Free Training: Sexual Assault and Stalking

EVAWI (End Violence Against Women International) is offering a regional training conference September 11-12, 2014 in Atlanta, Georgia titled "Investigating and Prosecuting Sexual Assault and Stalking: Beyond the Basics". The conference is free to law enforcement.

Topics include:

  • Sexual Assault Dynamics - Effectively Recognizing and Responding to Sexual Assault
  • The Impact of Trauma on Memory and Overcoming Barriers to Successfully Interview Victims of Sexual Assault
  • Start by Believing Public Awareness Campaign
  • Unfounded Cases and False Reports
  • Gang-Related Violence Against Women and Girls
  • VAWA Forensic Compliance
  • Educating Judges and Juries on Victim Behavior in Sexual Assault and Intimate Partner Violence
  • The Use of Technology to Stalk - Intermediate and Advanced Intervention
  • Alcohol Facilitated Sexual Assault
  • The Impact of DNA on the Sexual Assault Investigation
  • Investigating Sexual Assault: A Multidisciplinary Collaborative Approach

Training will be provided by nationally recognized speakers:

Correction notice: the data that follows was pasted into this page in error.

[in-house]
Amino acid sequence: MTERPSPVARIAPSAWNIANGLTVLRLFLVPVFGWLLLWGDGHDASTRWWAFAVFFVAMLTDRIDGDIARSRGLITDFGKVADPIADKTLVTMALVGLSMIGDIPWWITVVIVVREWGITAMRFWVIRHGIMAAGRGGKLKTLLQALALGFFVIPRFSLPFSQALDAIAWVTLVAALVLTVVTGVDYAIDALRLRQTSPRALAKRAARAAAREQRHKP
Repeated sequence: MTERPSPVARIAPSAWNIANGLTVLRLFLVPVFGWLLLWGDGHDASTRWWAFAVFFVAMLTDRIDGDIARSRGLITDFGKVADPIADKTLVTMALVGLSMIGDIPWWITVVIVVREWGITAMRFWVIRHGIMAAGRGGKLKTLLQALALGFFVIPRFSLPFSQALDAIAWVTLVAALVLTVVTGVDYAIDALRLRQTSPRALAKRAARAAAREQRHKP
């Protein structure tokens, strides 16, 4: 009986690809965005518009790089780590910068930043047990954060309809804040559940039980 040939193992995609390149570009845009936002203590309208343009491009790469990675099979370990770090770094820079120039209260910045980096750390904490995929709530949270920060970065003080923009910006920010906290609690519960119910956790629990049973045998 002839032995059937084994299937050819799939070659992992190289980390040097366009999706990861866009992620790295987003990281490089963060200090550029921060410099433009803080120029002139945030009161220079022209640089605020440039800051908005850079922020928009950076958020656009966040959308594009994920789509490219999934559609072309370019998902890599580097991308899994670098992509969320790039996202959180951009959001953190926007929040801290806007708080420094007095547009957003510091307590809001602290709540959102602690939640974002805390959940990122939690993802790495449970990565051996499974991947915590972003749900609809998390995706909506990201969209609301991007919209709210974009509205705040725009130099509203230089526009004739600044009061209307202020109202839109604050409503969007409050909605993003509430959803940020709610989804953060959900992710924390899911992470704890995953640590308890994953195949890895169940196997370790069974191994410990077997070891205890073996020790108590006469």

• Sgt. Joanne Archambault, San Diego Police Dept. (Ret.), Executive Director, EVAWI
  • Ann Burdges, Executive Director, Gwinnett Sexual Assault Center & Children's Advocacy Center, Deputy Director, EVAWI
  • Rebecca Dreke, MSSW, Senior Program Associate, Stalking Resource Center
  • Deirdri Fishel, Detective, State College Police Dept.
  • Viktoria Kristiansson, Attorney Advisor, AEquitas: The Prosecutor's Resource on Violence Against Women
  • Dr. Kimberly A. Lonsway, Research Director, EVAWI

Registration opens June 1, 2014. The fee for non-law enforcement is $75. All participants are responsible for their own travel, lodging, and per diem expenses.

Click here for more information.

< Prev   Next >

Forensic Podiatry (Part Two of Two)

THE DISCIPLINE of forensic podiatry—or, in other words, the examination of pedal evidence—has progressed significantly over the past ten years. It is no longer a question of “What can you do with a footprint?” but rather, “Who can we use to evaluate the footprint?” Cases involving pedal evidence, especially bloody footprints and issues of determining shoe sizing or fit issues compared to questioned footwear, have become more common over the past two or three years.